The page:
So was wondering if there is any other trick to getting the font weight to look right in the exported PDF other than exporting high res (press) which results in a huge filesize.

                    • 7. Re: 24bit PNG font weight issue
                      Peter Spier Most Valuable Participant (Moderator)

                      Basically, no. The best you can do is put transparency on all pages so the look is consistent and not as obvious to someone who hasn't seen it without the transparency emboldening.

                      • 8. Re: 24bit PNG font weight issue
                        Bo LeBeau Level 4

                        Two thing I noticed: The PNG files are placed on a page that has no background image (its just a white sheet of paper)

                        Why do you need the PNG to have transparency at all? You could save it in a format that doesn't have tranparency and the page would look fine and the bolding of the text would go away.

                         

                        Another issue which is a bit off topic; your text mentions:  . . .  and more recently with desktop publishing software like Aldus Pagemaker including versions of Lorem Ipsum. This looks like it was written almost 20 years ago. Aldus Pagemaker became Adobe Pagemaker in 1994 - 18 years ago. You could at least drop the "more recently" and rewrite the sentence to make the information more up to date.

                         

                        Quark and InDesign both have versions of Lorem Ipsum that can be used for placeholder text.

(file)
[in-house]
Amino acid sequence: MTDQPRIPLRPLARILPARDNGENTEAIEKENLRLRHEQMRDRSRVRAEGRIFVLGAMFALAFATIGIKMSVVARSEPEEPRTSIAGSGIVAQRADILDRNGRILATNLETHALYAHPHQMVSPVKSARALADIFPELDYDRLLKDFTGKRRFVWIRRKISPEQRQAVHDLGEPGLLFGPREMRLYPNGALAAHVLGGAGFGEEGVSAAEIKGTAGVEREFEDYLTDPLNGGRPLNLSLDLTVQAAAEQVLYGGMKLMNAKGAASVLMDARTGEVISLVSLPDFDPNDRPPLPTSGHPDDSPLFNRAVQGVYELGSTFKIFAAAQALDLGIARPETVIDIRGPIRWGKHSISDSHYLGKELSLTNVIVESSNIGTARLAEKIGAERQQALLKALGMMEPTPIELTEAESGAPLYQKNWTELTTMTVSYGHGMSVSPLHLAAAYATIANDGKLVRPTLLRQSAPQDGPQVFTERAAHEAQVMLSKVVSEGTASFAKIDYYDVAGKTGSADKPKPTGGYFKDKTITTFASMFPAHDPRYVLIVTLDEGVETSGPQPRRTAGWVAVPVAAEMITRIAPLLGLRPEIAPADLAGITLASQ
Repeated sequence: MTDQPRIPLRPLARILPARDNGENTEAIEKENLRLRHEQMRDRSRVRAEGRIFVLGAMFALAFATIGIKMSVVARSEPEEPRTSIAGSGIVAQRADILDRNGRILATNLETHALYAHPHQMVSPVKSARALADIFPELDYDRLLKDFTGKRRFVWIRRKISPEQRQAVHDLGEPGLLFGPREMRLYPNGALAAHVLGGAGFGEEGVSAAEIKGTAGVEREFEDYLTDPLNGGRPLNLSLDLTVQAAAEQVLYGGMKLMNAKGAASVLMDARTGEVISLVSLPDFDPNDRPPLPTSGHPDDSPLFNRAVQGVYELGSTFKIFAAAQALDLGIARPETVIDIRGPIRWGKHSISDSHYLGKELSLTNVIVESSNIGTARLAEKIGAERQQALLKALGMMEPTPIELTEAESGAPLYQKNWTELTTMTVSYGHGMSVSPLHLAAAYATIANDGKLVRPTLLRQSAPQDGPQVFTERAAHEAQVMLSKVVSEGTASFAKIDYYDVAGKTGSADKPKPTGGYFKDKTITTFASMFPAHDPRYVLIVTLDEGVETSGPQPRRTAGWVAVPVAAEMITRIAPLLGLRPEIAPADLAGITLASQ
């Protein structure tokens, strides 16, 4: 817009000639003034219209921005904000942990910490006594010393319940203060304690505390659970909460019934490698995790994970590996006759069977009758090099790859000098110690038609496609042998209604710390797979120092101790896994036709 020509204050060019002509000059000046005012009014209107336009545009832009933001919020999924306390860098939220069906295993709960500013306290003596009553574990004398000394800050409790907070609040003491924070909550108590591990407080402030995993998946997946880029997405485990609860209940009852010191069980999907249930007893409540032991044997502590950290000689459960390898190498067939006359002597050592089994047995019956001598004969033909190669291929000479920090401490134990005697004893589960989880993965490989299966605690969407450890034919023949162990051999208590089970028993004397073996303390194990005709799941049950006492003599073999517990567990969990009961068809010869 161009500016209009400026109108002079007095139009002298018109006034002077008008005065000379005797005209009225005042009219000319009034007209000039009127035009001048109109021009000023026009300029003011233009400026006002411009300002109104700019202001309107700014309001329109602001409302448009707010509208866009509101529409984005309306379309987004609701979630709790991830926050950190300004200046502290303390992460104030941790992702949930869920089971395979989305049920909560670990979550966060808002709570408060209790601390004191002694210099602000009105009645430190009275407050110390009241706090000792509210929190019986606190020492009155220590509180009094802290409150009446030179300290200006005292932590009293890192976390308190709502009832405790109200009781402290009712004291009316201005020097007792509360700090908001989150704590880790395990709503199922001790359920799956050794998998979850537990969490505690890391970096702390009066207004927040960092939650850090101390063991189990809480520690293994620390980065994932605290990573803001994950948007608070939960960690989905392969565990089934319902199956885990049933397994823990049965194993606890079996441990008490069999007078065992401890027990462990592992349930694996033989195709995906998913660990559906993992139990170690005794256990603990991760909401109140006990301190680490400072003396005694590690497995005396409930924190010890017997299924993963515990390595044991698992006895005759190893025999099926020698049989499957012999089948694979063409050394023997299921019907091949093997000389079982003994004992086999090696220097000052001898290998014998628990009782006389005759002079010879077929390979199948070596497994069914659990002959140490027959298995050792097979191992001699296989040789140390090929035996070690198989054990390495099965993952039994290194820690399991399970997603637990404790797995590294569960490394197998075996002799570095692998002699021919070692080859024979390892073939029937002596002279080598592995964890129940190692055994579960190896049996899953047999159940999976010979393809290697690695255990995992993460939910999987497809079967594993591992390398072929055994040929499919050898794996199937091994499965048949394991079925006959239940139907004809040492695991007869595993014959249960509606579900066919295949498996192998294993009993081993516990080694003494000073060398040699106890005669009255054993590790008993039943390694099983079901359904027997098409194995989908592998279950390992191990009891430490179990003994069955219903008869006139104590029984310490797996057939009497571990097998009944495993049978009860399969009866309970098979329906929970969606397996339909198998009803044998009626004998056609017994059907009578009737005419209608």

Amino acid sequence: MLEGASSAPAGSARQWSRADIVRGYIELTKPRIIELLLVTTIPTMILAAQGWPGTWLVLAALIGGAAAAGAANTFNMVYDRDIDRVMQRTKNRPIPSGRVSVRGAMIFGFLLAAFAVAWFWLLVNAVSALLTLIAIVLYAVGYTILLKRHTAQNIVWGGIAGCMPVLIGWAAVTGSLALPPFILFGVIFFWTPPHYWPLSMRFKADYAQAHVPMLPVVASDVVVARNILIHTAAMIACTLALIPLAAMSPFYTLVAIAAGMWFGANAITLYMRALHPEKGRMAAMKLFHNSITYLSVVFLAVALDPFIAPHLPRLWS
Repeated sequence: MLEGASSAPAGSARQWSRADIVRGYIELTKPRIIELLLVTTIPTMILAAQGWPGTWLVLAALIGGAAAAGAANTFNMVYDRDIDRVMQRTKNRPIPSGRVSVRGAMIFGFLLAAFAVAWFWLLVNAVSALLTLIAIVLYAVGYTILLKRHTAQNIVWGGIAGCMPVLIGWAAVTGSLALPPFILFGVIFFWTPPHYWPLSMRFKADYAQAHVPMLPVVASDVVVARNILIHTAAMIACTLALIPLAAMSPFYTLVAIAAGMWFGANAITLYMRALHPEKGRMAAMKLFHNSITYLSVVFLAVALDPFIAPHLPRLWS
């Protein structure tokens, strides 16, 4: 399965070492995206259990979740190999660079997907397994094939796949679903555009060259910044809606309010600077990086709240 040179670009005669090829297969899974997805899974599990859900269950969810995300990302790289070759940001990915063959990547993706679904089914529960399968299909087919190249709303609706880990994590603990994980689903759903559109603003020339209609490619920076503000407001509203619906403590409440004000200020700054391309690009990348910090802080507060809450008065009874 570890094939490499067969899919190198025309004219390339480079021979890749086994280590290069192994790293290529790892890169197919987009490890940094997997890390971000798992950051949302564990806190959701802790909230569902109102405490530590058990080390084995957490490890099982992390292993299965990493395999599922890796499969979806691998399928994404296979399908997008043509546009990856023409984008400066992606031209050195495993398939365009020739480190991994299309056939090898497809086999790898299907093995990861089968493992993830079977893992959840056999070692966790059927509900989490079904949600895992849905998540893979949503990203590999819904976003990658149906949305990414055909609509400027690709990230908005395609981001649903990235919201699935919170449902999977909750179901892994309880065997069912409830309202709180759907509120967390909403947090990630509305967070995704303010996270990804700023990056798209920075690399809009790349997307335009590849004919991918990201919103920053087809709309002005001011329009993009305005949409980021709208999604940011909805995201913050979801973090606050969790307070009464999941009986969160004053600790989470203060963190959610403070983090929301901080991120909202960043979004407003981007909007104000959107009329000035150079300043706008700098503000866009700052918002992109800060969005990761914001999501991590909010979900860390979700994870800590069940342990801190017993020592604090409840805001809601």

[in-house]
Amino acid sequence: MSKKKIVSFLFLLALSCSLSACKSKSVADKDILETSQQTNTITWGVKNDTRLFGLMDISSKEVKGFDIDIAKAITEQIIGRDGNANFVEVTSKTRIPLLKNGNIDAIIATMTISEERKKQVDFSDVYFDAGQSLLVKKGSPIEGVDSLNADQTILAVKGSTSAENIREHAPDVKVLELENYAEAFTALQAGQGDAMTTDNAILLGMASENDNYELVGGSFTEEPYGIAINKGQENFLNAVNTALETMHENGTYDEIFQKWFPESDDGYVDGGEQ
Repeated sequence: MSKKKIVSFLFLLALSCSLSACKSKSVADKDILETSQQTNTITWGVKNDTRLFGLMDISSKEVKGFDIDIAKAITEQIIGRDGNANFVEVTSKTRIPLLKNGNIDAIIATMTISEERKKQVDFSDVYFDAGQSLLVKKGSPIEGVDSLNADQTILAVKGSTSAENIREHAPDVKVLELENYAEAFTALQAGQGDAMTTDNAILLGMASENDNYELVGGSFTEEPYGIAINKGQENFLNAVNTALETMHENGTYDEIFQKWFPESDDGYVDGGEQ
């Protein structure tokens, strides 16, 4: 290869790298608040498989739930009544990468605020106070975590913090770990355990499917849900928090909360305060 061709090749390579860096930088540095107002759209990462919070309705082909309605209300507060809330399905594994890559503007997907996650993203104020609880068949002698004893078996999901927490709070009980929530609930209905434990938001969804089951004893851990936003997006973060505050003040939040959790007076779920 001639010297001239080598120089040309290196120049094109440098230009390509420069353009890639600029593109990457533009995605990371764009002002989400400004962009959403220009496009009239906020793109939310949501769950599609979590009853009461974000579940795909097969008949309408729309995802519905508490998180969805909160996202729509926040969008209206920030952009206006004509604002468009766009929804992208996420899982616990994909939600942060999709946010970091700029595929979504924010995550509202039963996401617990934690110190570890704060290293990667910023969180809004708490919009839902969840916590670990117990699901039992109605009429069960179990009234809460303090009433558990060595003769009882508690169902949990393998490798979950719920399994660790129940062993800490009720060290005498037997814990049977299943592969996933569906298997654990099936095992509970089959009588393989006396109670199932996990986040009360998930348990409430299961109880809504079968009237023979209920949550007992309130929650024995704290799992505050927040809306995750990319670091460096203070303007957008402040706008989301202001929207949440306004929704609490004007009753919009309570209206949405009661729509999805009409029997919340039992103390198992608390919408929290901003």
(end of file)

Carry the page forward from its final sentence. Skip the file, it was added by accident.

• 9. Re: 24bit PNG font weight issue
                          [Jongware] Most Valuable Participant

                          > The PNG files are placed on a page that has no background image (its just a white sheet of paper)

                           

                          No, these are Mac screen shots and contain an alpha shadow around them, and the OP overlapped some of them.

                           

                          But I agree: ditch the alpha in those images. You could either crop off the shadows with Photoshop, and then flatten them before saving (because the presence of a layer will trigger ID's Transparency detection, whether it is used or not in the image), or, if you like those shadows, composite the images in Photoshop and *then* flatten them.

                           

                          (I also agree on the factual content correction. Desktop Publishing is not "recent", and Aldus Pagemaker is not either :-) )

                          • 10. Re: 24bit PNG font weight issue
                            Droprename100 Level 1

                            Thanks to everyone for their help. The upshot is that there isn't a way around this. So i'll go with the artworking the layers in Photoshop and saving out a file format without transparency  (boo, no tweaking layout elements on-the-fly directly in Indesign).